Oregon man jailed for aiding Pakistan suicide bomber | News | DW | 20.06.2015
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Oregon man jailed for aiding Pakistan suicide bomber

A Pakistani-born sanitation worker in the northwestern US has been sentenced to seven years in prison for helping people linked to a suicide attack. The bomber struck Pakistan's intelligence service headquarters in 2009.

Reaz Qadir Khan, 51, was sentenced to seven years and three months in prison for providing financial assistance to a terrorist responsible for a deadly Islamist suicide bombing in Pakistan in 2009.

More than 30 people were killed and over 300 injured at the attack on the Inter Services Intelligence (ISI) headquarters in Lahore at the time. Al-Qaida released a video with the attacker, Ali Jaleel, claiming responsibility for the bombing, in revenge for Pakistan's military operations in the country's northwest.

Khan, who pleaded guilty to being an accessory to the crime in February this year, began conspiring with Jaleel's family in the Maldives in 2005, helping him with money to attend a training camp and prepare for the strike.

He arranged $2,450 for the attack and also provided help to Jaleel's wives after the bombing. During his confession, Khan said he knew Jaleel was going to Pakistan with a plan to commit violence, but was unaware of specific details.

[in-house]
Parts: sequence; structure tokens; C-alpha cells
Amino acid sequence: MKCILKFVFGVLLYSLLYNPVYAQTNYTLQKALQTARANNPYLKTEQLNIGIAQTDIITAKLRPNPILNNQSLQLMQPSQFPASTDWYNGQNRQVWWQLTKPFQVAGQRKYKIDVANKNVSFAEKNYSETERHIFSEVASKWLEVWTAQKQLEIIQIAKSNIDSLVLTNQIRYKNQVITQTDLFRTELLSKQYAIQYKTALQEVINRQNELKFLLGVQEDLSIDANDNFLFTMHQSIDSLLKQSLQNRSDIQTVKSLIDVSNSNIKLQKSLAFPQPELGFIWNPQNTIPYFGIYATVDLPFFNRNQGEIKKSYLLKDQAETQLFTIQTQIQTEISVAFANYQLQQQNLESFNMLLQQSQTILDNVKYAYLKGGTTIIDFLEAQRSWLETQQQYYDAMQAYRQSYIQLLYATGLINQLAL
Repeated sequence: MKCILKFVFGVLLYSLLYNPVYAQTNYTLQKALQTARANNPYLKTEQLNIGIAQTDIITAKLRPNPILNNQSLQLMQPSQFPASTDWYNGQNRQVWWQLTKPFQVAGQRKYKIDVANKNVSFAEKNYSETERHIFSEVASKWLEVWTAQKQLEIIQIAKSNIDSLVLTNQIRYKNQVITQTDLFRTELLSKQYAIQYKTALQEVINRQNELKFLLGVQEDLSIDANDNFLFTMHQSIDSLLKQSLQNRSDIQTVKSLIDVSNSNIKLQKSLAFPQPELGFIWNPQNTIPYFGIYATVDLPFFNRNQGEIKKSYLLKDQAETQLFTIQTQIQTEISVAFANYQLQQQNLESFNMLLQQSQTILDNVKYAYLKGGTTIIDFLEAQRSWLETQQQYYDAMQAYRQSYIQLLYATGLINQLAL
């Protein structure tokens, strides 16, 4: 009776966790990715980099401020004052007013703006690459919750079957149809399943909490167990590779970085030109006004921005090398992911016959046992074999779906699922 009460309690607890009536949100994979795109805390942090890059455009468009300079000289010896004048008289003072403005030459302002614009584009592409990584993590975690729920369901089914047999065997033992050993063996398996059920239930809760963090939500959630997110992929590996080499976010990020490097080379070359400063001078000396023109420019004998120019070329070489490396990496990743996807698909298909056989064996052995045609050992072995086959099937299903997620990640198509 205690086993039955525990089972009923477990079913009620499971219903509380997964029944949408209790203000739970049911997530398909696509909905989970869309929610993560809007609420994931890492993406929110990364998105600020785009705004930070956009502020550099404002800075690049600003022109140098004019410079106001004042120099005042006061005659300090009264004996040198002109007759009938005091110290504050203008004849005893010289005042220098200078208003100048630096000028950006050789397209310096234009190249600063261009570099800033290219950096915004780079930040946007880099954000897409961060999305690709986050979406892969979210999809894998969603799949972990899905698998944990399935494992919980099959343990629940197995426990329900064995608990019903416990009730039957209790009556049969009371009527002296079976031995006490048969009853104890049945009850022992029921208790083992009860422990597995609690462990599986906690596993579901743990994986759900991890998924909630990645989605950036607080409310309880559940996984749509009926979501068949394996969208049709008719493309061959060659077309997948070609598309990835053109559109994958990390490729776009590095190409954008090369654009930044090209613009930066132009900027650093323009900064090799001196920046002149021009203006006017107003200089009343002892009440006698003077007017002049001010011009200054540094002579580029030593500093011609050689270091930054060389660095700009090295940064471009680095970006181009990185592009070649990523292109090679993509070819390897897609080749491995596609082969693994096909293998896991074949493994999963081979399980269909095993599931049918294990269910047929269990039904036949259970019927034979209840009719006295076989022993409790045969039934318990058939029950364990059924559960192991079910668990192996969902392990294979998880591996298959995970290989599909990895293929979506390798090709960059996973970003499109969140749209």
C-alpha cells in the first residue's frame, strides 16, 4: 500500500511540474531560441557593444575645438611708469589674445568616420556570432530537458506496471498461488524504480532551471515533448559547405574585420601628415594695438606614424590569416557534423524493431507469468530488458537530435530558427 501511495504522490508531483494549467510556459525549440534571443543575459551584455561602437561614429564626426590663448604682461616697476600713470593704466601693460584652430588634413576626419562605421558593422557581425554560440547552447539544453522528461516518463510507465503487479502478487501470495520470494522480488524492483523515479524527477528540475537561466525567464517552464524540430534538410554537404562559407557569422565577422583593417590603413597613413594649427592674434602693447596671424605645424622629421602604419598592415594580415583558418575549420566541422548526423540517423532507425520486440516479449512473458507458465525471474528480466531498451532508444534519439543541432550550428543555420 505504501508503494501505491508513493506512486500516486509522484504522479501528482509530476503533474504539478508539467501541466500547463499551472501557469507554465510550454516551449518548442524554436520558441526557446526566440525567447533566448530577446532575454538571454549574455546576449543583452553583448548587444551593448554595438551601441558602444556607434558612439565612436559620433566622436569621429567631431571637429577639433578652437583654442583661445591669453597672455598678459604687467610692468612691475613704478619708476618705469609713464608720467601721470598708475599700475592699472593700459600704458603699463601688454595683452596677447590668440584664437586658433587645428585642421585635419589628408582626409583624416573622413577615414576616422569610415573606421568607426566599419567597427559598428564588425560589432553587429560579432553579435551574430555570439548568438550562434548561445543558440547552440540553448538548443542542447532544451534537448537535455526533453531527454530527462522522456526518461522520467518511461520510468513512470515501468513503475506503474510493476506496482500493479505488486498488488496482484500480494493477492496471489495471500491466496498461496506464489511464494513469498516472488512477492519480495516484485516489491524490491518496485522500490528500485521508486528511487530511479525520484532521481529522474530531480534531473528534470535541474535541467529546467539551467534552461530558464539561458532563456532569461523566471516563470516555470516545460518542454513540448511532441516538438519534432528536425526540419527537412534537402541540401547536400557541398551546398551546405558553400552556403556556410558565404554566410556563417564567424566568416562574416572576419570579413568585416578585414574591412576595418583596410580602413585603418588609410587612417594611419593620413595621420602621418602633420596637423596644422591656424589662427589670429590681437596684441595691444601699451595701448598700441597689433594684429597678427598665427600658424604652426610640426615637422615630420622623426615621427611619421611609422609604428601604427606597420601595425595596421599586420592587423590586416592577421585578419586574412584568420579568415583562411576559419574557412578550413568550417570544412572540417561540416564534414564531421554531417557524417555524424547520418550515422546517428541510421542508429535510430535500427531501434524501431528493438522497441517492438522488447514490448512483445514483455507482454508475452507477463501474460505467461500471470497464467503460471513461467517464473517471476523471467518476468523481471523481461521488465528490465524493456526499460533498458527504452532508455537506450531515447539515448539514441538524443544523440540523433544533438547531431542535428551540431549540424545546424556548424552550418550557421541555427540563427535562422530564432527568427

Pakistani-born Khan came to the US in 1988. A naturalized US citizen, he was working as a wastewater treatment plant operator until 2013, when he was arrested.

Prosecutors argued that his role in assisting the terror strike made him a threat. "No community should be subjected to the dangers posed by those seeking to assist violent extremists, whether here or abroad," acting US Attorney Billy Williams said in a statement.

Defense and prosecution lawyers recommended a sentence for Khan jointly, asking Portland judge Michael Mosman to sentence him to seven years' imprisonment.

Mosman said that the sentence presented a challenge because the accused's knowledge of the attacker's plan was murky. However, the outcome was "so horrific…that in some ways everyone who touches the chain of events that led to this terrible crime bears very serious responsibility for it," Mosman said.

mg/sgb (AP, Reuters)

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